Jorge Arboleya Pastrana
President
OPC
/
Insight

Engineering Services Follow Infrastructure Development

Tue, 01/22/2013 - 13:47

OPC Engineering and Construction started its operations in 1964 doing port works at Coatzacoalcos – hence the name Obra Portuaria de Coatzacoalcos (Coatzacoalcos’ Port Works). Since being established, OPC has concentrated on serving the main industries at the port and in the surrounding region, which has meant focusing on the petrochemical market. Over the years, OPC has reached a strong position in the petrochemical segment, which has developed hand in hand with the port of Coatzacoalcos, one of Mexico’s main petrochemical ports. Though the company started its operations working mostly with private companies, Jorge Arboleya Pastrana, President of OPC, has seen this market becoming more complex in recent years, while the role of the private sector has grown. “The contracts for large petrochemical projects are structured in a way that makes it prohibitive for companies of our size to participate as a main contractor, placing us instead in a subcontracting role. Etileno XXI is a clear example: Braskem’s owner Odebrecht used its construction branch, which is associated with ICA Fluor and Technip, as a result, which left us to focus on subcontracting assignments,” he explains.

“As a result, OPC wants to partner directly with Pemex whenever possible, and has experience working with all four Pemex divisions. Although Pemex Petrochemicals has been the main division OPC has worked with, we also have experience with Pemex Gas and Basic Petrochemicals, and Pemex Exploration and Production, where we work in partnership with other companies such as Grupo Diavaz; the latter is an area where we want to increase our focus,” says Arboleya Pastrana. “We have also worked with Pemex Refining, but unfortunately as refinery packages have become increasingly large it has become more di·cult to access them. Nevertheless, we are gaining access this through subcontracting in the construction phase.”

Arboleya Pastrana also sees engineering projects for natural gas transportation as an area where OPC can apply its engineering expertise, especially in compression stations. “Although pipeline infrastructure is not our core market, it could evolve into an interesting niche market. While other companies may be more specialized in pipeline infrastructure projects, we could tackle these opportunities by working as a subcontractor for companies such as Grupo Diavaz, with whom we are currently working on the maintenance of pipelines in the port of Dos Bocas, and focusing on projects where we have a geographic advantage over companies from other parts of the country,” says Arboleya Pastrana. “Separators for the upstream oil and gas industry present another attractive opportunity for us, giving us an opportunity to work directly with Pemex.”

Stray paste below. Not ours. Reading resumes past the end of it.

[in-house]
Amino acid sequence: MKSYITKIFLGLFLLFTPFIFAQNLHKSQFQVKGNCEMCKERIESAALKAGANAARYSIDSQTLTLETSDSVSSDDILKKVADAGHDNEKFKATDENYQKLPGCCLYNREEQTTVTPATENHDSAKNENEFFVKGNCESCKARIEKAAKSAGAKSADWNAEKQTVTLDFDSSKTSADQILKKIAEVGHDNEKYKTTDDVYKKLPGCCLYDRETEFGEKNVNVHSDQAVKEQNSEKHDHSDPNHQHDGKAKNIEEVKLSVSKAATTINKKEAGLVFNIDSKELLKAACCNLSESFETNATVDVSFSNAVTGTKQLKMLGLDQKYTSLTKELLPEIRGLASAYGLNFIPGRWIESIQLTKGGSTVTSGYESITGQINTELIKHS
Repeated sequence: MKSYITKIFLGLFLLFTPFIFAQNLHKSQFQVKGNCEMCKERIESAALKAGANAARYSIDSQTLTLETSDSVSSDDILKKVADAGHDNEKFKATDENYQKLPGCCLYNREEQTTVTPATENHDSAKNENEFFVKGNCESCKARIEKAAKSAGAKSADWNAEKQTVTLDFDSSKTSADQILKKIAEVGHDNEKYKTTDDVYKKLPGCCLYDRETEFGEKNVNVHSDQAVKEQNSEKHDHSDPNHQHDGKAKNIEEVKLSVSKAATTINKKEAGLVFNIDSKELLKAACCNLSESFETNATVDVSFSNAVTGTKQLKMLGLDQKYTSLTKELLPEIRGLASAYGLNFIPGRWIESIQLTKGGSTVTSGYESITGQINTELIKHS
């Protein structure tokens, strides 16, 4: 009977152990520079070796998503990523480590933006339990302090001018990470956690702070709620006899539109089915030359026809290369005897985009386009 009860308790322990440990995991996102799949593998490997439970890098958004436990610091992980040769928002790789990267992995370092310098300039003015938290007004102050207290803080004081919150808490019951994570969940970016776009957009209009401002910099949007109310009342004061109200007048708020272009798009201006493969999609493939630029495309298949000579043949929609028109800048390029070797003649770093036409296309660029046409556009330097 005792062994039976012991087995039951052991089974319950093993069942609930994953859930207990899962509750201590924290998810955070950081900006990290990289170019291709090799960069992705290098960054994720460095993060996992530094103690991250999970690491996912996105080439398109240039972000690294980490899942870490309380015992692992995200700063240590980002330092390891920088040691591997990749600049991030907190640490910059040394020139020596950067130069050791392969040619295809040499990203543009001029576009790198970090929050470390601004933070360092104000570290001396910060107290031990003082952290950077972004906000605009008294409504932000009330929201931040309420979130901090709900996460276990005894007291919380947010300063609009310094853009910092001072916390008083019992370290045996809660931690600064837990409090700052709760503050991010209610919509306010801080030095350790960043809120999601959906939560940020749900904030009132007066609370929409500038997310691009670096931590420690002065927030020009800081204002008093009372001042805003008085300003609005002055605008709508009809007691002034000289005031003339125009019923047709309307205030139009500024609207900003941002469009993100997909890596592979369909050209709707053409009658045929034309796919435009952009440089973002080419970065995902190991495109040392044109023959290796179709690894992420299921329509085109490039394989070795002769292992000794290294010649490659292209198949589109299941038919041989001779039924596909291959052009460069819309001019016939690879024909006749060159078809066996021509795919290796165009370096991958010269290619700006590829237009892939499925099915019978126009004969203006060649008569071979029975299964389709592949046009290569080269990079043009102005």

At the same time, OPC is preparing for increased competition from foreign companies entering the market. “We are expecting a surge of foreign companies to enter Mexico, and we will be both partnering and competing with them,” says Arboleya Pastrana. “Working as a subcontractor is not a problem, but it is essential to have sound controls that ensure that the contracting organizations meet their obligations towards their subcontractors. We will continue entering into partnerships or strategic alliances with large companies, like we have done with Ballast Nedam and Royal Boskalis Westminster, without excluding opportunities for cooperation with smaller companies, because every company has its specialties that can be used to help drive the development of our business and of Mexico. We also cooperate with Grupo Diavaz, which is a good example of a Mexican company that has become a strong and competitive company that can compete with the international players operating in the Mexican market. Nevertheless, the Mexican government should create incentives that enable more Mexican companies to invest in enhancing their competitiveness, and set clear boundaries that prevent incoming companies from negatively impacting the Mexican industry.”

According to Arboleya Pastrana, the coming years will be fundamental to strengthen the industry, with increased investment in infrastructure and continuing the infrastructure development strategy started during the last presidential term. “We saw the investment in infrastructure double, and our focus for the future, besides continuing to expand in the petrochemical segment and working with the di†erent Pemex divisions, will be to concentrate on growing our E&P proficiency so that we can work directly with Pemex.”